The first transcript in the collection - (MT 1) – “The Park” – suggests a confronting notion and extreme scenario that to truly understand architecture and its relationship to event; “you may need to commit a murder” (Tschumi, 1994); implying that human physicality and actions act as devices to interpret space. He develops a specific mode of notation to demonstrate this;
“Photographs direct the action, plans reveal the alternatively cruel and loving architectural manifestations, diagrams indicate the movements of the main protagonists.”
From this we can see the individual aspects of attitude, movement, intent and action of the individual(s) are intimately linked within an environment and their resulting spatial sequence, together, define the architectural space and form of ‘The Park’ (Tschumi 1994).
The work of Tschumi is interesting to understand the relationship between events and their surrounding environments, adding that ‘architecture is defined by the actions it witnesses as much as by the enclosure of its walls’ (Tschumi, 1983). If this is the case, how can architectural and urban designers develop an environment that can only be defined once activity takes place within it. Does this suggest that we are designing for the unknown? – Maybe. Tschumi often aligns use with function but in terms such as action, event and uselessness, he recognises the unpredictable aspect to use that focuses on the user’s lived experience rather than the architects abstractions, interpretations and assumptions (Hill, 2003).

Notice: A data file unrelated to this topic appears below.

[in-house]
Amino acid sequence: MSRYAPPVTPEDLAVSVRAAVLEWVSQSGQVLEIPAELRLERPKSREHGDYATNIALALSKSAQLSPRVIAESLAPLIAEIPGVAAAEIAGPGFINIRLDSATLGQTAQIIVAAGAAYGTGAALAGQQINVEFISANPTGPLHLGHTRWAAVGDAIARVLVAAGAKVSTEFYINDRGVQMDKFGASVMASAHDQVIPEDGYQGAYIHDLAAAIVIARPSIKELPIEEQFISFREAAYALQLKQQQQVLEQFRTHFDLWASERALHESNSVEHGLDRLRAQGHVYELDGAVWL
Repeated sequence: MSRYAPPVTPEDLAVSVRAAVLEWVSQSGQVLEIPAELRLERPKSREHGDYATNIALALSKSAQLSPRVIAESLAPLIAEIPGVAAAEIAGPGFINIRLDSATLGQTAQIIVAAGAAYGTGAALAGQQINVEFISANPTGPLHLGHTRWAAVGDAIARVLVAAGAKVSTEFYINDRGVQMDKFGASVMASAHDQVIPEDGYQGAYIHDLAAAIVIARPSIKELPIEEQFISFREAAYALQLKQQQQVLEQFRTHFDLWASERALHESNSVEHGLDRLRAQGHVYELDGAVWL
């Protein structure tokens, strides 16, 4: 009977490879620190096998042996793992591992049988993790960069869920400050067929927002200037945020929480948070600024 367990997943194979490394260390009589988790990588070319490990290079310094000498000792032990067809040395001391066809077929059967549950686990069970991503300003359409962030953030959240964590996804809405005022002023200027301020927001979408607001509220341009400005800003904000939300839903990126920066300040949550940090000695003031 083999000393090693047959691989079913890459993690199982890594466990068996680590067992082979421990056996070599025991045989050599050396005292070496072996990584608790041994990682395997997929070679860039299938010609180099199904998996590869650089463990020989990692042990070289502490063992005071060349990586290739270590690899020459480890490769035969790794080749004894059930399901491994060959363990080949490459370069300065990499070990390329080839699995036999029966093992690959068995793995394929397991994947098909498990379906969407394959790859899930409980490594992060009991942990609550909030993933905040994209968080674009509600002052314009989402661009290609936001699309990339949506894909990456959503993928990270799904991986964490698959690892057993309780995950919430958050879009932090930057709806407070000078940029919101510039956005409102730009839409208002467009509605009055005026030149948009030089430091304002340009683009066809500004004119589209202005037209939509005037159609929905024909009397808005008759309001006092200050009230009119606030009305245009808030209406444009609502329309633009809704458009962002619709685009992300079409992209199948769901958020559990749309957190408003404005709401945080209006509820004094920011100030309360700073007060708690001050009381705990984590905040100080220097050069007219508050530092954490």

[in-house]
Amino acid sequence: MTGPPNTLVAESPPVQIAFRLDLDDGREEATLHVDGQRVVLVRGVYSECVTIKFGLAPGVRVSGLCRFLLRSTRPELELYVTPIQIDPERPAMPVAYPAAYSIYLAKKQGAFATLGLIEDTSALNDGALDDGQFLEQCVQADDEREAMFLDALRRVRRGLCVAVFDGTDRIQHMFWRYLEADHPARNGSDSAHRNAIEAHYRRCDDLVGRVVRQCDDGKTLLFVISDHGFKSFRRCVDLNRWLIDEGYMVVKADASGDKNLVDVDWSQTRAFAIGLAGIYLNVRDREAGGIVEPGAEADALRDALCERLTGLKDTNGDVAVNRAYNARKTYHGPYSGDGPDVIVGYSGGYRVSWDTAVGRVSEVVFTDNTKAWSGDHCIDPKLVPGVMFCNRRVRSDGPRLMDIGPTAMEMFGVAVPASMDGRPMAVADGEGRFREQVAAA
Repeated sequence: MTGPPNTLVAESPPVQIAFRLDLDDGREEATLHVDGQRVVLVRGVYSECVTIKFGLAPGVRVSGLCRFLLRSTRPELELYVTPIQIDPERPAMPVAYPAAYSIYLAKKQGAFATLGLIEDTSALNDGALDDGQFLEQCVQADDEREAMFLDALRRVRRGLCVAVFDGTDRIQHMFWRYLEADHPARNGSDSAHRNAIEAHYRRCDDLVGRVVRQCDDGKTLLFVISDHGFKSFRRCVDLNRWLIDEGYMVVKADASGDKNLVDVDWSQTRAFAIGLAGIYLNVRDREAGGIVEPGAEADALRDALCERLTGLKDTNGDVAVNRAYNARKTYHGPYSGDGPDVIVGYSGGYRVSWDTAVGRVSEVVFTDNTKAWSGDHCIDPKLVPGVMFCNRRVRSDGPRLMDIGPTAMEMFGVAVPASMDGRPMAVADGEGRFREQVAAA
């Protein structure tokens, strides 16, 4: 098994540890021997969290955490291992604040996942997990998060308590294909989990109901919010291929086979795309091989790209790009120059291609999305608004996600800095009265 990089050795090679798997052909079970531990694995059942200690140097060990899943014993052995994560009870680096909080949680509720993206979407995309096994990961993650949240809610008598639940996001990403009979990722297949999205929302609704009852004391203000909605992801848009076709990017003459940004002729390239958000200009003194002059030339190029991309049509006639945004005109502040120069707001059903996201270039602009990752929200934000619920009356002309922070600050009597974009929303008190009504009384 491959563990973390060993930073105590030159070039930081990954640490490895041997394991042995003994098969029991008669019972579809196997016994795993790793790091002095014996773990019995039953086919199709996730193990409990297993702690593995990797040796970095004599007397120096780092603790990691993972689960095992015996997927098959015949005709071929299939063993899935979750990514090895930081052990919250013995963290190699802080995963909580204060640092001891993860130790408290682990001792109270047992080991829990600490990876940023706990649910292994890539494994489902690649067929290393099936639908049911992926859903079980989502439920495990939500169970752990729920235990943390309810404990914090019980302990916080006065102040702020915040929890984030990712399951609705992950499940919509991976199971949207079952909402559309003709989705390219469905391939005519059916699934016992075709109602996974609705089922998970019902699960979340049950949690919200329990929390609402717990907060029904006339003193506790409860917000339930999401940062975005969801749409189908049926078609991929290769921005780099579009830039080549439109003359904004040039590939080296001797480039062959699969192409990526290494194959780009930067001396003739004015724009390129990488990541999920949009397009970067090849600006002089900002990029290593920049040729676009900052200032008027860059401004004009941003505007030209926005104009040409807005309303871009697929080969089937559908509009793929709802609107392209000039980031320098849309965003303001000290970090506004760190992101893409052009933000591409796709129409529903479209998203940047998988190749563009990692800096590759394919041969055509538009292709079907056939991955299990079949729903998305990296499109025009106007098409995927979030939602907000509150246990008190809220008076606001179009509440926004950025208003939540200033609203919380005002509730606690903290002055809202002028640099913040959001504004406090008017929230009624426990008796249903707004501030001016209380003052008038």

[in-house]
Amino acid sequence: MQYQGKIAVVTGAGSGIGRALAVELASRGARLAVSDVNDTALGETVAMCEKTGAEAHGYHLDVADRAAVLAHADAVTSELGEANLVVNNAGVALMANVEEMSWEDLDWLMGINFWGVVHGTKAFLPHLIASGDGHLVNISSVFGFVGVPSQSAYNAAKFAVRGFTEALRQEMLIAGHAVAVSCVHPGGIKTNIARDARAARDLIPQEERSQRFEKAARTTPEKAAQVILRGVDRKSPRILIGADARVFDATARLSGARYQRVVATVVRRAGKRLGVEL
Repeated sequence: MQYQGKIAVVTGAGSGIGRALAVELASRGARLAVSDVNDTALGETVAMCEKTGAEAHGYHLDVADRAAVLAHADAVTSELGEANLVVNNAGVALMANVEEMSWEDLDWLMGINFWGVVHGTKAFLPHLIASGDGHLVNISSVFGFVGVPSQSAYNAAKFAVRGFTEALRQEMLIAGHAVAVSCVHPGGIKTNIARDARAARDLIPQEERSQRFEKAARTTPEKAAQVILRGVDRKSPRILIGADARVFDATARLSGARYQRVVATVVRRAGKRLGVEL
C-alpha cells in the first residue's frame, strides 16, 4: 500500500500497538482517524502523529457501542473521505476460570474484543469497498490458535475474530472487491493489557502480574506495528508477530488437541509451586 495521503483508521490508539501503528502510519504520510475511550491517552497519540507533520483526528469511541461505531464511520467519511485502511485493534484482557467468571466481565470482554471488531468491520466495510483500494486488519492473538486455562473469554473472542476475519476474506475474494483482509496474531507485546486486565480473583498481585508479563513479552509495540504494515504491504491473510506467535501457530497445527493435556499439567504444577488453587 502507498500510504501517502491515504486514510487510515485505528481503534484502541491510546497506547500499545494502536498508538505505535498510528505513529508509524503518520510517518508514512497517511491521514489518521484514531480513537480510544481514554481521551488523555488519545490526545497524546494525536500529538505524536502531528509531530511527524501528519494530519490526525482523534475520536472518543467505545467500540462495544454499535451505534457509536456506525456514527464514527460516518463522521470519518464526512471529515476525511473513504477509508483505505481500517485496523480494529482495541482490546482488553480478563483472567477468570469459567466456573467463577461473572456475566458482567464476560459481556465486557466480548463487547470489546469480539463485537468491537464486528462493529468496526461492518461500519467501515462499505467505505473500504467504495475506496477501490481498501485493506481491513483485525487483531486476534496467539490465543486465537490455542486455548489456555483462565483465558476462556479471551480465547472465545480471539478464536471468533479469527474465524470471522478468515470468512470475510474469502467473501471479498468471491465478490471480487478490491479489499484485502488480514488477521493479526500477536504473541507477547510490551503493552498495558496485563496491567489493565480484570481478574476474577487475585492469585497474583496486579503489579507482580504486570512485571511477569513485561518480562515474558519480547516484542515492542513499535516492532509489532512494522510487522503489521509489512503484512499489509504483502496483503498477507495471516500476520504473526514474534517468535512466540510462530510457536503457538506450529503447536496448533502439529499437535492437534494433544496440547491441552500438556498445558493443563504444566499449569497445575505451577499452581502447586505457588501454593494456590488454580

Using the analogy of how an author constructs their stories, often using grammar and vocabulary to suggest an array of individual ideas within the writing, is an approach not dissimilar to the process of design for the unknown reaction, and encouragement of individual interpretation of our built environment. Tschumi explains that architects and designers use similar techniques to those of a writer, in the form of devices such as ‘repetition, distortion or juxtaposition in the formal elaboration of walls,’ proposing that if these techniques can be applied to the physical structure of space; ‘couldn’t they (designers) do the same thing in terms of the activities that occur within those very walls?’ (Tscuhmi, 2001)